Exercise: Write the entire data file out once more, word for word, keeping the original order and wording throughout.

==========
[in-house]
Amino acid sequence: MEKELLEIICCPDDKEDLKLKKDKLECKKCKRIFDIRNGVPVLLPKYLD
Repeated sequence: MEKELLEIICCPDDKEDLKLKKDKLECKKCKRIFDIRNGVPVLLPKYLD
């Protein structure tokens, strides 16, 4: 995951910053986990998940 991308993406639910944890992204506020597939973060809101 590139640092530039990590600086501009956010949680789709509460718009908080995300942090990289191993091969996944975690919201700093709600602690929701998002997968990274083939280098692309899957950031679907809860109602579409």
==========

[in-house]
Amino acid sequence: MEKELLEIICCPDDKEDLKLKKDKLECKKCKRIFDIRNGVPVLLPKYLD
Repeated sequence: MEKELLEIICCPDDKEDLKLKKDKLECKKCKRIFDIRNGVPVLLPKYLD
């Protein structure tokens, strides 16, 4: 995951910053986990998940 991308993406639910944890992204506020597939973060809101 590139640092530039990590600086501009956010949680789709509460718009908080995300942090990289191993091969996944975690919201700093709600602690929701998002997968990274083939280098692309899957950031679907809860109602579409």